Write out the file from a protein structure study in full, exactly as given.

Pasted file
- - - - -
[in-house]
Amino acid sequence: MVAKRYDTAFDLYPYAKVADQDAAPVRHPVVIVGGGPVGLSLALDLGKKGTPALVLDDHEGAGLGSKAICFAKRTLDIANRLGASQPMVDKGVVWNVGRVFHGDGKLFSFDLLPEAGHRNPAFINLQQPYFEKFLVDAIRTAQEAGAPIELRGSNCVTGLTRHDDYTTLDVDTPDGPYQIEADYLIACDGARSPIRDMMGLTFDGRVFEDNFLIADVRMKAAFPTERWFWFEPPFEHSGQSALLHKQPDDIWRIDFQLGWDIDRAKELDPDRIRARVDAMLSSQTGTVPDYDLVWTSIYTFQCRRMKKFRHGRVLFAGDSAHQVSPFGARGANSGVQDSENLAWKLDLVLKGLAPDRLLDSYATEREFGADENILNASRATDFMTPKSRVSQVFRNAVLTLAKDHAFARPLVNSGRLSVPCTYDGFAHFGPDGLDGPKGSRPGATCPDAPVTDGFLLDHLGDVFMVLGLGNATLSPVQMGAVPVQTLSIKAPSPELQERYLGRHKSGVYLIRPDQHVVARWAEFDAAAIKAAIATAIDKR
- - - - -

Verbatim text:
[in-house]
Amino acid sequence: MVAKRYDTAFDLYPYAKVADQDAAPVRHPVVIVGGGPVGLSLALDLGKKGTPALVLDDHEGAGLGSKAICFAKRTLDIANRLGASQPMVDKGVVWNVGRVFHGDGKLFSFDLLPEAGHRNPAFINLQQPYFEKFLVDAIRTAQEAGAPIELRGSNCVTGLTRHDDYTTLDVDTPDGPYQIEADYLIACDGARSPIRDMMGLTFDGRVFEDNFLIADVRMKAAFPTERWFWFEPPFEHSGQSALLHKQPDDIWRIDFQLGWDIDRAKELDPDRIRARVDAMLSSQTGTVPDYDLVWTSIYTFQCRRMKKFRHGRVLFAGDSAHQVSPFGARGANSGVQDSENLAWKLDLVLKGLAPDRLLDSYATEREFGADENILNASRATDFMTPKSRVSQVFRNAVLTLAKDHAFARPLVNSGRLSVPCTYDGFAHFGPDGLDGPKGSRPGATCPDAPVTDGFLLDHLGDVFMVLGLGNATLSPVQMGAVPVQTLSIKAPSPELQERYLGRHKSGVYLIRPDQHVVARWAEFDAAAIKAAIATAIDKR